In our system (which I call our system, since this is being written in english, and basically every country using english as a native language uses common law and the adversarial system) each sides present all of their evidence, and then the prosecution tries to make the defendant look guilty, and the defendant tries to explain away the evidence to look innocent. The person with the argument that best convinces a Jury wins. The Judge then decides sentencing.

          In more continental systems of law such as the Napoleonic code (rebranded the code civil, Emperor Napoleon was not universally popular...) the Judge acts as an inquisitor who looks at the evidence and then decides what he thinks happened.

          Under the latter system, there is no point telling somebody what evidence you have against them as not knowing what evidence exists is an excellent incentive not to lie too much. (because if you get caught lying, but the Judge doesn't tell you that you've been caught lying then he's going to know that your a lying git and probably lying about other things too...)

    3. cpm86

      Yes, of course. A witness would expect to have access to the daily transcript and the trial bundle*. Coaching would be a different thing, as would contact with lawyers or others associated with the case whilst sworn in as a witness and it may be the cross examining barrister was hinting at this latter to make the witness uncomfortable.

      * Enough documents to sink an aircraft carrier in this case.

      1. Doctor Syntax Silver badge
        Unhappy

        "Enough documents to sink an aircraft carrier in this case."

        Given the present generation of our aircraft carriers that doesn't need to be a very big bundle.

  2. Anonymous Coward
    Anonymous Coward

    Conflicting business models

    "A surprised-sounded Rabinowitz replied: "So whilst the evidence is ongoing, you are being given documents which have been put on Magnum to review before you have given evidence?""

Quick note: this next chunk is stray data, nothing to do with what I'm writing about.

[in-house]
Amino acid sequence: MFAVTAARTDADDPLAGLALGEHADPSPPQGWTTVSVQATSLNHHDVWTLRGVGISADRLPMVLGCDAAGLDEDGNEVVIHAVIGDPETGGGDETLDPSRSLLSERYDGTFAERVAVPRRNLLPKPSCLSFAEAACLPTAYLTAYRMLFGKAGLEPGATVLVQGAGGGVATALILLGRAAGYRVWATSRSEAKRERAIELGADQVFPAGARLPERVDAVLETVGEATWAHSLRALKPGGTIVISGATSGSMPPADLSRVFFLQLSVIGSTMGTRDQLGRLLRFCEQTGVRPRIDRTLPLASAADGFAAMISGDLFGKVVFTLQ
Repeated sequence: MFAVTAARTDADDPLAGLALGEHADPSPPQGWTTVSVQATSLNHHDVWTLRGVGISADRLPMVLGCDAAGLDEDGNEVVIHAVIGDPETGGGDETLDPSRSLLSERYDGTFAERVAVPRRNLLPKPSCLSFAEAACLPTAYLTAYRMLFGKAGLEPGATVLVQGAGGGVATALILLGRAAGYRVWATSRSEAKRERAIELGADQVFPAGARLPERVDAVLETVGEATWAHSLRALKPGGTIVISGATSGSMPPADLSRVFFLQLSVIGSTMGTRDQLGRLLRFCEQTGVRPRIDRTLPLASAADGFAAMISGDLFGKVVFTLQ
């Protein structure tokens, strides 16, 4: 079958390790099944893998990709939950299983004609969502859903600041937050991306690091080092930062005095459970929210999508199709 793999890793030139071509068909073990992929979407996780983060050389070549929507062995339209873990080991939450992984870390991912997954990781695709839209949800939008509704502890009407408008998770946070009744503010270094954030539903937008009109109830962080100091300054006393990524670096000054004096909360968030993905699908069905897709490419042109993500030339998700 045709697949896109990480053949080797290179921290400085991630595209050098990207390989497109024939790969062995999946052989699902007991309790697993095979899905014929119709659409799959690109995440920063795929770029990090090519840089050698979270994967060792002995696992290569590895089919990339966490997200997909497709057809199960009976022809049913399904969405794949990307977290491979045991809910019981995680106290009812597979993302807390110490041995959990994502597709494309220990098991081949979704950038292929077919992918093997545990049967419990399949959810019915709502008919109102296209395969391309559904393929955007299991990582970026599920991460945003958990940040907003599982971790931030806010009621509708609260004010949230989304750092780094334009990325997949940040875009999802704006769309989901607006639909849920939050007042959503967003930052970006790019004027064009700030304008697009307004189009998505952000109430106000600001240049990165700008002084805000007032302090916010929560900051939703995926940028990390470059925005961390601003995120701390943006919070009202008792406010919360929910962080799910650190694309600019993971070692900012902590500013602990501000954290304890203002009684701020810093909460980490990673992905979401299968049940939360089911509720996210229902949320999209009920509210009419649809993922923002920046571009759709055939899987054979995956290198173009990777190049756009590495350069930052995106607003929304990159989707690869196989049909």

You're supposed to pay expensive lawyers to tell you what to say on the stand, not actively follow the trial My Lynch...

  3. chivo243 Silver badge
    Devil

    All about priorities

    Now that my tit is in the wringer, I better at least figure out why! Damn, it was a GOOD ride while it lasted?

  4. Aqua Marina

    Full disclosure?

    Er, I thought this was the principle of full disclosure, i.e. the plaintiff legally has to hand over all evidence beforehand so the defence can er, mount a defence. Or is HPE's lawyer surprised that Lynch has actually read it because he didn't believe he would? I conclude from this that HPE's modus operandi is to never read any documents that are handed over to them. Explains a lot really including how they ended up here in the first place :p

    1. Steve K Silver badge

      Re: Full disclosure?

      Agreed - isn’t this (ironically) just due diligence by Lynch?

      1. Steve Davies 3 Silver badge

        Re: Full disclosure?

        And really diligent 'due dilligence' as well.

        HPE really do need to sharpen their game or they are going to lose big time. The question is... can they or more importntly do they know how.

      2. Psmo Silver badge

        Re: Full disclosure?

        Yes, but everyone knows that due diligence means not reading any of the freely available documents.

        1. Teiwaz Silver badge

          Re: Full disclosure?

          due diligence means